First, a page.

Collectivism, by suggesting that groups can think, act and make decisions, readily places the group above the individual. In social terms, this means that we are happy pursuing a “collectivist” agenda at the expense of any particular individual. In economic terms, this premises the pursuit of egalitarianism, the pursuit of material equality in a society. Ayn Rand put it this way: “Collectivism means the subjugation of the individual to a group–whether to a race, class or state does not matter.”

Let me leave you with a few key points:

First, collectivism, insofar as it suggests that groups can act, think and make decisions, is a self-inherent falsehood. This is a logical fallacy. Only individuals act, think and make decisions.

And this is not to entirely abandon the idea that a sort of “mob-mentality” can have a powerful effect on members within a group. History provides an abundance of examples. Take Nazi Germany. Or the Rwandan genocide. Place large groups of individuals with lots of anger and/or passion, and those individuals in that group can begin to behave in ways that they might not otherwise have if left alone. But still, the principle of individualism is not lost because of the powerful influence of what individuals in a large group can have on each other. Human nature is quite prone to atrocities committed as groups. Still, the individual cannot submit as his scapegoat, “I am not responsible for the murder I committed because we were all caught up in the passion to kill.” A court of true justice will never let this person off the hook.

On that same note, the fallacy of collectivism means that groups are not victims of other groups. This one will not particularly sit well with some readers, but it is the logical extension of the principle of individualism and that only individuals act. I am not, by collectivist default, any more guilty of racism because I am white than my wife is the victim of sexism because she’s a woman. Likewise, it is not incumbent upon some “groups” to repay some wrong to some other “group” committed by people of their same “group” in the past. Individuals can be victims of other individuals, because only individuals act, but groups cannot be victims of groups. (And when this is the case, the guilty individuals should, obviously, be held accountable.)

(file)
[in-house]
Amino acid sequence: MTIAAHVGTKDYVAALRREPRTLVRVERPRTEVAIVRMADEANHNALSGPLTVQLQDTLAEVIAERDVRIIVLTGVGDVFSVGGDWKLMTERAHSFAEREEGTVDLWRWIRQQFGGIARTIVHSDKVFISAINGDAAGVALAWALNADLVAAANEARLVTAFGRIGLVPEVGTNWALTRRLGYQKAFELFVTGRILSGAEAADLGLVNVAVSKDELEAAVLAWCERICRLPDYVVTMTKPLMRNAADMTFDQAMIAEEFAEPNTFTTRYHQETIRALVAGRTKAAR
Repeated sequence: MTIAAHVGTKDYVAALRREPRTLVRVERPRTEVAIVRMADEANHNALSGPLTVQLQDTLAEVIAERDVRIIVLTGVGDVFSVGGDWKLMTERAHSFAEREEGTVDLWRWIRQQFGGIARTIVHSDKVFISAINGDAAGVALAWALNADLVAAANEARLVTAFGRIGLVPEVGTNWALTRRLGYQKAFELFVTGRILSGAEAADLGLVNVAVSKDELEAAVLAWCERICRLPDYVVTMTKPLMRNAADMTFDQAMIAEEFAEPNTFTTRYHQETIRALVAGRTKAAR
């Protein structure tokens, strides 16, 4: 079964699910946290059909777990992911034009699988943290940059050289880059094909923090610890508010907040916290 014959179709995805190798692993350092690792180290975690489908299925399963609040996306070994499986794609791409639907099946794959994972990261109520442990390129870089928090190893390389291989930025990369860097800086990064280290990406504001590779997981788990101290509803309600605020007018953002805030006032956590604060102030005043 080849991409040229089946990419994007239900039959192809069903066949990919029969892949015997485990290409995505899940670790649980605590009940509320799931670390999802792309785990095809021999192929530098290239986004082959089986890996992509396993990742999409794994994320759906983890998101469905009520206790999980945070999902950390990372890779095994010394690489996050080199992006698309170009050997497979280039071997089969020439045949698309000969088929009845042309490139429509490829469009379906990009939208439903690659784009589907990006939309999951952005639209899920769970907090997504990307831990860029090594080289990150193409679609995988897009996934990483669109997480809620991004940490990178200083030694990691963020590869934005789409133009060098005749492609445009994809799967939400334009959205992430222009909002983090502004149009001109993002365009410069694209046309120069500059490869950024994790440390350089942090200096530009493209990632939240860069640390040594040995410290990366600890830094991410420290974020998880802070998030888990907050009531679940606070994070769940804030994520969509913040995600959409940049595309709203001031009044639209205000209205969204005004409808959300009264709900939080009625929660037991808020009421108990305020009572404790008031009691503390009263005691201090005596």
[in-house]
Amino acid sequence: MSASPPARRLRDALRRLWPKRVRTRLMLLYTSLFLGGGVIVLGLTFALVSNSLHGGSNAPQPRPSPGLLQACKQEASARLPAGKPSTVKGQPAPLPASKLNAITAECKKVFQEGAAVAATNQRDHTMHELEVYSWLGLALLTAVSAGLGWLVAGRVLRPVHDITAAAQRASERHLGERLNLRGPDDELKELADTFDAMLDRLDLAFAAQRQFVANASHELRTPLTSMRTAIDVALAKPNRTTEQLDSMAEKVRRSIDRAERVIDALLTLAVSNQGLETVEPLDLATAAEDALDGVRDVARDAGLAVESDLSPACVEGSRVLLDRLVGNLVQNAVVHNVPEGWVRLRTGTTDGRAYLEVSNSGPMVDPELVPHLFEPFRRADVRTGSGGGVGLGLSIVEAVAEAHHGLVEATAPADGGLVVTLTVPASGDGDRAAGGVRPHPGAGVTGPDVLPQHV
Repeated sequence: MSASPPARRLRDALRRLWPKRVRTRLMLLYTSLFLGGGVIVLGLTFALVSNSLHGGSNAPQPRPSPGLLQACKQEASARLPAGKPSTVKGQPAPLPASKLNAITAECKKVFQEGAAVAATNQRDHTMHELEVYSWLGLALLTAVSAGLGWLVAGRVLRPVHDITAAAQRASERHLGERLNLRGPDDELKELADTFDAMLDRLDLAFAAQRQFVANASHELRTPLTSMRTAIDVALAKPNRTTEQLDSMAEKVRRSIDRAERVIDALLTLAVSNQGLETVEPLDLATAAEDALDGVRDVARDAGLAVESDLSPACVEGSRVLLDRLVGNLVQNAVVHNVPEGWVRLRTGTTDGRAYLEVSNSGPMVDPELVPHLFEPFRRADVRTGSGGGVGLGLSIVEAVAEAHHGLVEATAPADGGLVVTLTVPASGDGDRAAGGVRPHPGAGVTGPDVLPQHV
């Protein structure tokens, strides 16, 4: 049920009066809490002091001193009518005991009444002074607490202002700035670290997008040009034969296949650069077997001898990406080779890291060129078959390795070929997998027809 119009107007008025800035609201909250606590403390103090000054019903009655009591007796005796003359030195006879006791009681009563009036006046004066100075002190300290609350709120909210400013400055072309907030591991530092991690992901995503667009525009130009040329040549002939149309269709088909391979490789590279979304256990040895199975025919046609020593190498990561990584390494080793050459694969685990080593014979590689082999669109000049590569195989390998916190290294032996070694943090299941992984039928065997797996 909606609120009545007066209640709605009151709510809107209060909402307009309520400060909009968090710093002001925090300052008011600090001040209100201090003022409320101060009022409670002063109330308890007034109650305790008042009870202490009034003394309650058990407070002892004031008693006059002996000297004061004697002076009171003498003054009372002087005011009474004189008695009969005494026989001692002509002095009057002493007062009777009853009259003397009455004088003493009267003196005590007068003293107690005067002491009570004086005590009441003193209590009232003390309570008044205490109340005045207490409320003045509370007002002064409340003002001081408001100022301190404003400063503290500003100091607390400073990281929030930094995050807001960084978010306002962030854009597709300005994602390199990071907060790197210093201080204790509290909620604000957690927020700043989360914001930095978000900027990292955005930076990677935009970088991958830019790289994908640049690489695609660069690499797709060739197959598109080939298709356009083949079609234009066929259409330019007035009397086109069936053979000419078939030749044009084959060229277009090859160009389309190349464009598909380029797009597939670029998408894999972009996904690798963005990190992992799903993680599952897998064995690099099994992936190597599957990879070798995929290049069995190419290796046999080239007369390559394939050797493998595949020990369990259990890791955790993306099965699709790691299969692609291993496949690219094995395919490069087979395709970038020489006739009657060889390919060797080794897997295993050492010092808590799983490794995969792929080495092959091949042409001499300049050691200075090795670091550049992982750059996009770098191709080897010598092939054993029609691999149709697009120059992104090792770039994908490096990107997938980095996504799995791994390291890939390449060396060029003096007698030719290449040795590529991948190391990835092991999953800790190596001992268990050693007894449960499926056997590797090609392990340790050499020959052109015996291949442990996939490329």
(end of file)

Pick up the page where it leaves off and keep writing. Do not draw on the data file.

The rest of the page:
Second, collectivist thinking lends itself, logically and bolstered by historic reality, to great danger. The rhetoric was common in Stalin’s Soviet Union: a few eggs are always broken in the process of making an omelet. The pursuit of some “group-agenda,” such as the biological purification pursued by the Nazis, has had incredible consequences on hundreds of thousands of individuals. Indeed, socialism itself is predicated on some form of collectivist ideology (we must violate individual rights of some for the betterment of all society), and socialist regimes killed more than 100 million people in the 20th Century*. We can track this back even further, to such turbulent and violent events as the French Revolution.

On a more benign level, even collectivist political, social and domestic agendas can end up hurting those they intend to benefit because the individual is forgotten for the group. As I will lay out in blogs to come, many policies meant to help some “group,” such as women or minorities, have negative consequences on individuals in those and other groups.

Additionally, collectivist victim hood can (and often does) lead to the violation of individuals’ rights as one “group” seeks out revenge or compensation from some other “group,” regardless of whether or not individuals being held to blame had any part in real or alleged abuses. An example of this is the demand that the wealthy (the collective), because they must inherently be greedy, therefore are required to account for their alleged “greed” through higher taxes, et cetera. Another purely hypothetical example would be if modern-day Irish-Americans demanded that white Americans pay recompense for the ill-treatment of the 19th Century Irish immigrants. (And please keep in mind that my principles hold in reverse: collectivist thinking was just as damaging to the Irish immigrants of the early 1800s, or to the Africans of the early American slave trade. These examples only bolster my point.)

Third and finally, I will refer back to the quote at the beginning. All that which is made by God is unique. Individuals are unique. Individuals have varying backgrounds, personalities, talents, abilities, et cetera. The collectivist, to some extent or another, abandons this truth in their thinking and either treats all in a group as identified first by their group identity, or pursues some egalitarian end in an attempt to make all the individuals in a group as “bricks.”

Rather, this blog’s author would passionately advocate that we recognize that only the individual acts, thinks and makes decisions. And we ought to couple this with the understanding that each individual is unique. I do not care to distinguish a person based on some collectivist identity first and foremost, but rather much prefer to see each individual as an individual, unique to every other. To treat the individual as primarily “one in a more important collective” is a gross dishonor. All men and women should be treated as unique individuals with dignity, respect and honor.

*DiLorenzo, Thomas. The Problem With Socialism. Copyright 2016.